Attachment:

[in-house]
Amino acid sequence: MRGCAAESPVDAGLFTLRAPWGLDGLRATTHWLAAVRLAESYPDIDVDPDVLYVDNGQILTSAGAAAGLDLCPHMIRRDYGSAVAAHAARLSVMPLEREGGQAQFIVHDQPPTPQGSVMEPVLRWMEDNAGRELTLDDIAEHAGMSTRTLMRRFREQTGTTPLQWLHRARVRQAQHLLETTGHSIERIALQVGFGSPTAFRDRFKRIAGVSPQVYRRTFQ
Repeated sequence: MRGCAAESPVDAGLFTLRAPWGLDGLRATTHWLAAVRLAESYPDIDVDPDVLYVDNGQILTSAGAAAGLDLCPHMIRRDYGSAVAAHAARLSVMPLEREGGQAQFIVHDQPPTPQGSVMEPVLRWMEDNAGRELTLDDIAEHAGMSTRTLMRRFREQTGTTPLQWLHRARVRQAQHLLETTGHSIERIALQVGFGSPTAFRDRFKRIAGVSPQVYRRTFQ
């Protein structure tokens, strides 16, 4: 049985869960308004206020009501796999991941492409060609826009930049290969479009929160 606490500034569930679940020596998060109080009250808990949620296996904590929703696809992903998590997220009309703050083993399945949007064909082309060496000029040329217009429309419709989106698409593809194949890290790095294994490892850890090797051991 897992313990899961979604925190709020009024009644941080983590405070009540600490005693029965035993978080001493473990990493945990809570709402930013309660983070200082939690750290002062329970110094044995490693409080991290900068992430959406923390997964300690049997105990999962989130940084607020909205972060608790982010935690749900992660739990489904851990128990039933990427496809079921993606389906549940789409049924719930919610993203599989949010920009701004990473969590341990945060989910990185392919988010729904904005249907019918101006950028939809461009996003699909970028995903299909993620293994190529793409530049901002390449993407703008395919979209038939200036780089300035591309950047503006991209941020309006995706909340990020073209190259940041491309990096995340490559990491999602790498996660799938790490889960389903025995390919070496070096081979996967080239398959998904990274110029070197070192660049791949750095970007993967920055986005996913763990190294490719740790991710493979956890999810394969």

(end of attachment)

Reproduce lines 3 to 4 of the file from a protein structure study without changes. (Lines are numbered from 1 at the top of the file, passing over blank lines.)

Repeated sequence: MRGCAAESPVDAGLFTLRAPWGLDGLRATTHWLAAVRLAESYPDIDVDPDVLYVDNGQILTSAGAAAGLDLCPHMIRRDYGSAVAAHAARLSVMPLEREGGQAQFIVHDQPPTPQGSVMEPVLRWMEDNAGRELTLDDIAEHAGMSTRTLMRRFREQTGTTPLQWLHRARVRQAQHLLETTGHSIERIALQVGFGSPTAFRDRFKRIAGVSPQVYRRTFQ
């Protein structure tokens, strides 16, 4: 049985869960308004206020009501796999991941492409060609826009930049290969479009929160 606490500034569930679940020596998060109080009250808990949620296996904590929703696809992903998590997220009309703050083993399945949007064909082309060496000029040329217009429309419709989106698409593809194949890290790095294994490892850890090797051991 897992313990899961979604925190709020009024009644941080983590405070009540600490005693029965035993978080001493473990990493945990809570709402930013309660983070200082939690750290002062329970110094044995490693409080991290900068992430959406923390997964300690049997105990999962989130940084607020909205972060608790982010935690749900992660739990489904851990128990039933990427496809079921993606389906549940789409049924719930919610993203599989949010920009701004990473969590341990945060989910990185392919988010729904904005249907019918101006950028939809461009996003699909970028995903299909993620293994190529793409530049901002390449993407703008395919979209038939200036780089300035591309950047503006991209941020309006995706909340990020073209190259940041491309990096995340490559990491999602790498996660799938790490889960389903025995390919070496070096081979996967080239398959998904990274110029070197070192660049791949750095970007993967920055986005996913763990190294490719740790991710493979956890999810394969």